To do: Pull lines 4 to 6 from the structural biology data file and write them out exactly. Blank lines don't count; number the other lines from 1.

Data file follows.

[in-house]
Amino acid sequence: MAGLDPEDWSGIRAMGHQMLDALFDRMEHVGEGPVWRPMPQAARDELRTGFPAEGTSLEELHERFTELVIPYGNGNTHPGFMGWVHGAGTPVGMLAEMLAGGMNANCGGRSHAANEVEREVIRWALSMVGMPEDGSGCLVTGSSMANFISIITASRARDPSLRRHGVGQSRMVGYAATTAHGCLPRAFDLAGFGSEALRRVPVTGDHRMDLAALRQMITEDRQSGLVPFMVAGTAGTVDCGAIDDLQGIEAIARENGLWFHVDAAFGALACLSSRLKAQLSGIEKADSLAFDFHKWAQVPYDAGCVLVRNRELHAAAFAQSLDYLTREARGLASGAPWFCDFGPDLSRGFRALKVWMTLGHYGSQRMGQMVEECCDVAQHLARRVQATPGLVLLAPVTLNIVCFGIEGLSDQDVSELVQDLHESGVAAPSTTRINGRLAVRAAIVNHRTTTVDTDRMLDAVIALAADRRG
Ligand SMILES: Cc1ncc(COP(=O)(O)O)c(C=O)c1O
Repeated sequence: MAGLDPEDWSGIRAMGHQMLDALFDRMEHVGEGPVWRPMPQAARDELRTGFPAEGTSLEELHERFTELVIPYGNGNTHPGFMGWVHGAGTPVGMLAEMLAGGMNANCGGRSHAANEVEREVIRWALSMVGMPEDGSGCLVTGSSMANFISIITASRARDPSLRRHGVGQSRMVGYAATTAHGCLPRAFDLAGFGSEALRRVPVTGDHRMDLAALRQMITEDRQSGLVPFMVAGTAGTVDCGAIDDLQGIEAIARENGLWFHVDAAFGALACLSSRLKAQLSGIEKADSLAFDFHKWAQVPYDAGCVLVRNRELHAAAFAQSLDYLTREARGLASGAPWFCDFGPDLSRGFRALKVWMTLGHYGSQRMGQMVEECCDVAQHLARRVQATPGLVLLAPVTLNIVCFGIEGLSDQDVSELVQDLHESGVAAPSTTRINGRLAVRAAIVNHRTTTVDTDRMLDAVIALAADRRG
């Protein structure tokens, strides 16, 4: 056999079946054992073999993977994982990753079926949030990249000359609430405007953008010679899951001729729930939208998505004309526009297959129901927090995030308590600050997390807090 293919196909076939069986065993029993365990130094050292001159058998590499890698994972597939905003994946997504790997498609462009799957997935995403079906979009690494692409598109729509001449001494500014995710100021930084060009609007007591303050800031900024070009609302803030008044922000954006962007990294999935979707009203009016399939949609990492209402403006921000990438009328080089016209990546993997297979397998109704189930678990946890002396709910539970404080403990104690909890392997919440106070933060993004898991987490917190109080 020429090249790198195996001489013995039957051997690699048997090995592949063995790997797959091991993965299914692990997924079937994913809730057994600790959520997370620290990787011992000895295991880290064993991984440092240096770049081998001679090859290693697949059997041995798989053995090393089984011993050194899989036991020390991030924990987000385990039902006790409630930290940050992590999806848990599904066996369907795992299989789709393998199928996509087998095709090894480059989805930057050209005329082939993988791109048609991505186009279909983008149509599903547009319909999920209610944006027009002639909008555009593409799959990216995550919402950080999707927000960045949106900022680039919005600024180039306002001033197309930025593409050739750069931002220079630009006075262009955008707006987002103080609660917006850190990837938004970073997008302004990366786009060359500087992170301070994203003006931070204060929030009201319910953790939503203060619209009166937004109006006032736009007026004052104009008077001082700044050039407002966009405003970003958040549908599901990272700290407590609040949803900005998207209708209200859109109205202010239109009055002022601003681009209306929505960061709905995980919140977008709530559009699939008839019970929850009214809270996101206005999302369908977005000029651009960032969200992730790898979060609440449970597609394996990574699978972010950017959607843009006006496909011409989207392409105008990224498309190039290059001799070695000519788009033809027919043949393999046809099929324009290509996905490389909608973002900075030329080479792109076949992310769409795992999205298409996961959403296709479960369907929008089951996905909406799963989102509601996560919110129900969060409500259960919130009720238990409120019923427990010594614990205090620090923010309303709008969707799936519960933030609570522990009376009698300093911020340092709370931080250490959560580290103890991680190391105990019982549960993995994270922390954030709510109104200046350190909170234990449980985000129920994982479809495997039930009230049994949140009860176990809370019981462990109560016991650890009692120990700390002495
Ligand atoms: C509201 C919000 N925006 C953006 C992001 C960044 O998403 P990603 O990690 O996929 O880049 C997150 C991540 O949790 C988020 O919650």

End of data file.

Repeated sequence: MAGLDPEDWSGIRAMGHQMLDALFDRMEHVGEGPVWRPMPQAARDELRTGFPAEGTSLEELHERFTELVIPYGNGNTHPGFMGWVHGAGTPVGMLAEMLAGGMNANCGGRSHAANEVEREVIRWALSMVGMPEDGSGCLVTGSSMANFISIITASRARDPSLRRHGVGQSRMVGYAATTAHGCLPRAFDLAGFGSEALRRVPVTGDHRMDLAALRQMITEDRQSGLVPFMVAGTAGTVDCGAIDDLQGIEAIARENGLWFHVDAAFGALACLSSRLKAQLSGIEKADSLAFDFHKWAQVPYDAGCVLVRNRELHAAAFAQSLDYLTREARGLASGAPWFCDFGPDLSRGFRALKVWMTLGHYGSQRMGQMVEECCDVAQHLARRVQATPGLVLLAPVTLNIVCFGIEGLSDQDVSELVQDLHESGVAAPSTTRINGRLAVRAAIVNHRTTTVDTDRMLDAVIALAADRRG
């Protein structure tokens, strides 16, 4: 056999079946054992073999993977994982990753079926949030990249000359609430405007953008010679899951001729729930939208998505004309526009297959129901927090995030308590600050997390807090 293919196909076939069986065993029993365990130094050292001159058998590499890698994972597939905003994946997504790997498609462009799957997935995403079906979009690494692409598109729509001449001494500014995710100021930084060009609007007591303050800031900024070009609302803030008044922000954006962007990294999935979707009203009016399939949609990492209402403006921000990438009328080089016209990546993997297979397998109704189930678990946890002396709910539970404080403990104690909890392997919440106070933060993004898991987490917190109080 020429090249790198195996001489013995039957051997690699048997090995592949063995790997797959091991993965299914692990997924079937994913809730057994600790959520997370620290990787011992000895295991880290064993991984440092240096770049081998001679090859290693697949059997041995798989053995090393089984011993050194899989036991020390991030924990987000385990039902006790409630930290940050992590999806848990599904066996369907795992299989789709393998199928996509087998095709090894480059989805930057050209005329082939993988791109048609991505186009279909983008149509599903547009319909999920209610944006027009002639909008555009593409799959990216995550919402950080999707927000960045949106900022680039919005600024180039306002001033197309930025593409050739750069931002220079630009006075262009955008707006987002103080609660917006850190990837938004970073997008302004990366786009060359500087992170301070994203003006931070204060929030009201319910953790939503203060619209009166937004109006006032736009007026004052104009008077001082700044050039407002966009405003970003958040549908599901990272700290407590609040949803900005998207209708209200859109109205202010239109009055002022601003681009209306929505960061709905995980919140977008709530559009699939008839019970929850009214809270996101206005999302369908977005000029651009960032969200992730790898979060609440449970597609394996990574699978972010950017959607843009006006496909011409989207392409105008990224498309190039290059001799070695000519788009033809027919043949393999046809099929324009290509996905490389909608973002900075030329080479792109076949992310769409795992999205298409996961959403296709479960369907929008089951996905909406799963989102509601996560919110129900969060409500259960919130009720238990409120019923427990010594614990205090620090923010309303709008969707799936519960933030609570522990009376009698300093911020340092709370931080250490959560580290103890991680190391105990019982549960993995994270922390954030709510109104200046350190909170234990449980985000129920994982479809495997039930009230049994949140009860176990809370019981462990109560016991650890009692120990700390002495
Ligand atoms: C509201 C919000 N925006 C953006 C992001 C960044 O998403 P990603 O990690 O996929 O880049 C997150 C991540 O949790 C988020 O919650």